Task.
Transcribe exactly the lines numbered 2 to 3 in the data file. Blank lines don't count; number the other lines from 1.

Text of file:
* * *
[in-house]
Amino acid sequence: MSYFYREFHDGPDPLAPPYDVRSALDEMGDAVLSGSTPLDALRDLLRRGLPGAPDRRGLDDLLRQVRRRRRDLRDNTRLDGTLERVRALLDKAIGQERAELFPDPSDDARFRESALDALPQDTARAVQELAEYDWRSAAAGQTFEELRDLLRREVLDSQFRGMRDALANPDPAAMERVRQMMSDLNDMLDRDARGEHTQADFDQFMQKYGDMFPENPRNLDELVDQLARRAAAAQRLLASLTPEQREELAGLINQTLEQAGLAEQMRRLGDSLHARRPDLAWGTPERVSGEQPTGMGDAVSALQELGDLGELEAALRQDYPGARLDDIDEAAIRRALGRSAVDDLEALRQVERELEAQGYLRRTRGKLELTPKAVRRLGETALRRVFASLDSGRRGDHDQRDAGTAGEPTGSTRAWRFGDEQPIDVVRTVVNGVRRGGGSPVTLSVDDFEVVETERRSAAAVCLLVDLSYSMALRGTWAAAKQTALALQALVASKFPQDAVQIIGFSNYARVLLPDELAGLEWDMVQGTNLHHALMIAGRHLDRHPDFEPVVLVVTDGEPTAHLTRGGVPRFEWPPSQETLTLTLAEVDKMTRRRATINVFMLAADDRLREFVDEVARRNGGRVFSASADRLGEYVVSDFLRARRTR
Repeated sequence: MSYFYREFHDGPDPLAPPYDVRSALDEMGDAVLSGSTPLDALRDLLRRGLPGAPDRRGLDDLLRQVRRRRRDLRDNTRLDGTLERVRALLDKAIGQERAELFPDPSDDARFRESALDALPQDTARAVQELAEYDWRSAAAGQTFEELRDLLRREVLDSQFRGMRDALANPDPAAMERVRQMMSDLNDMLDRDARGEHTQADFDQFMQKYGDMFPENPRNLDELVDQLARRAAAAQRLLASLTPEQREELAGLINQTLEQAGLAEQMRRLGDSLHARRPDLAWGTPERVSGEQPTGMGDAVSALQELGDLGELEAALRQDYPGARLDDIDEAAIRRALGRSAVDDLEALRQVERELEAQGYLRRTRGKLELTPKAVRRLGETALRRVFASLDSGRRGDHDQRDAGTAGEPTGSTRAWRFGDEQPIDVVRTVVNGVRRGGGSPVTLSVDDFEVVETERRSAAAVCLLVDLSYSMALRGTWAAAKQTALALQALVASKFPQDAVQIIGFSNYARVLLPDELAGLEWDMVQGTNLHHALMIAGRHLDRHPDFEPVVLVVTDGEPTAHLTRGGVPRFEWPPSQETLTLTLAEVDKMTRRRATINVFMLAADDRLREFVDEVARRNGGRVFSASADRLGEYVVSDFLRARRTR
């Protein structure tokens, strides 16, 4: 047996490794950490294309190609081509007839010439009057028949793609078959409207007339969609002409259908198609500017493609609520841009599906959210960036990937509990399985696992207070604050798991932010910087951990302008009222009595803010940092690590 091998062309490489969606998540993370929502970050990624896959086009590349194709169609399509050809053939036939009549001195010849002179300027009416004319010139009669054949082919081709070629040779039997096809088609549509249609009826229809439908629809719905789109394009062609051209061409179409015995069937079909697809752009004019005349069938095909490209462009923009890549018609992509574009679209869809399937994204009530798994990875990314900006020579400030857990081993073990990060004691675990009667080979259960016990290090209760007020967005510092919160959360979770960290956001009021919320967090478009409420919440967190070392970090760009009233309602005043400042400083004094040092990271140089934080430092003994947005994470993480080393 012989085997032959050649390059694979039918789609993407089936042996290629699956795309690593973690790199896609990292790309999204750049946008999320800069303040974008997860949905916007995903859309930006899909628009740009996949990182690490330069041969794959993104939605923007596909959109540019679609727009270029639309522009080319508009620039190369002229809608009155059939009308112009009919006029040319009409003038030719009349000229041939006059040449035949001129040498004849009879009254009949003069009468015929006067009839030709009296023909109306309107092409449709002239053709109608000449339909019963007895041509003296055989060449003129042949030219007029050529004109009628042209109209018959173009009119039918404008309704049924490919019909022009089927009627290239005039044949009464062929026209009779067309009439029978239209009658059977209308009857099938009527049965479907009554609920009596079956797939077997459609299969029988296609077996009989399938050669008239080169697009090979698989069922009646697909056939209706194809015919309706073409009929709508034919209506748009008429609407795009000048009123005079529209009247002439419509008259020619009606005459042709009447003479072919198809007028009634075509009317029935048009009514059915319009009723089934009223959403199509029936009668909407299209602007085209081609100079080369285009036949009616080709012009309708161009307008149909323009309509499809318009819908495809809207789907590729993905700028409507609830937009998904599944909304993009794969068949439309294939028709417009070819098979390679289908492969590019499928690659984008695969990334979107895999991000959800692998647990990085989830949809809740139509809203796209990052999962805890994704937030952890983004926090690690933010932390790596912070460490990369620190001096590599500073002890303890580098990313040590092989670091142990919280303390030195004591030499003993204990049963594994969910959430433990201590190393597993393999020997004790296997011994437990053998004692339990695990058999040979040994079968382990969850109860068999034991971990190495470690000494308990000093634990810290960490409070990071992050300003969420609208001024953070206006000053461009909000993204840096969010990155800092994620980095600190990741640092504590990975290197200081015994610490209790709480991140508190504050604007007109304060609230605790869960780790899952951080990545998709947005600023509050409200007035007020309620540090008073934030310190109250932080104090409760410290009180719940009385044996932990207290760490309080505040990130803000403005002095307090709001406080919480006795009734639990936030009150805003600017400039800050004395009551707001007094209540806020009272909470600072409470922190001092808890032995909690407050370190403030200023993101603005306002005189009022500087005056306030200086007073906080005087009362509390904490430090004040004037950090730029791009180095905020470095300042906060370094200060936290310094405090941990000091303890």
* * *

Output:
Amino acid sequence: MSYFYREFHDGPDPLAPPYDVRSALDEMGDAVLSGSTPLDALRDLLRRGLPGAPDRRGLDDLLRQVRRRRRDLRDNTRLDGTLERVRALLDKAIGQERAELFPDPSDDARFRESALDALPQDTARAVQELAEYDWRSAAAGQTFEELRDLLRREVLDSQFRGMRDALANPDPAAMERVRQMMSDLNDMLDRDARGEHTQADFDQFMQKYGDMFPENPRNLDELVDQLARRAAAAQRLLASLTPEQREELAGLINQTLEQAGLAEQMRRLGDSLHARRPDLAWGTPERVSGEQPTGMGDAVSALQELGDLGELEAALRQDYPGARLDDIDEAAIRRALGRSAVDDLEALRQVERELEAQGYLRRTRGKLELTPKAVRRLGETALRRVFASLDSGRRGDHDQRDAGTAGEPTGSTRAWRFGDEQPIDVVRTVVNGVRRGGGSPVTLSVDDFEVVETERRSAAAVCLLVDLSYSMALRGTWAAAKQTALALQALVASKFPQDAVQIIGFSNYARVLLPDELAGLEWDMVQGTNLHHALMIAGRHLDRHPDFEPVVLVVTDGEPTAHLTRGGVPRFEWPPSQETLTLTLAEVDKMTRRRATINVFMLAADDRLREFVDEVARRNGGRVFSASADRLGEYVVSDFLRARRTR
Repeated sequence: MSYFYREFHDGPDPLAPPYDVRSALDEMGDAVLSGSTPLDALRDLLRRGLPGAPDRRGLDDLLRQVRRRRRDLRDNTRLDGTLERVRALLDKAIGQERAELFPDPSDDARFRESALDALPQDTARAVQELAEYDWRSAAAGQTFEELRDLLRREVLDSQFRGMRDALANPDPAAMERVRQMMSDLNDMLDRDARGEHTQADFDQFMQKYGDMFPENPRNLDELVDQLARRAAAAQRLLASLTPEQREELAGLINQTLEQAGLAEQMRRLGDSLHARRPDLAWGTPERVSGEQPTGMGDAVSALQELGDLGELEAALRQDYPGARLDDIDEAAIRRALGRSAVDDLEALRQVERELEAQGYLRRTRGKLELTPKAVRRLGETALRRVFASLDSGRRGDHDQRDAGTAGEPTGSTRAWRFGDEQPIDVVRTVVNGVRRGGGSPVTLSVDDFEVVETERRSAAAVCLLVDLSYSMALRGTWAAAKQTALALQALVASKFPQDAVQIIGFSNYARVLLPDELAGLEWDMVQGTNLHHALMIAGRHLDRHPDFEPVVLVVTDGEPTAHLTRGGVPRFEWPPSQETLTLTLAEVDKMTRRRATINVFMLAADDRLREFVDEVARRNGGRVFSASADRLGEYVVSDFLRARRTR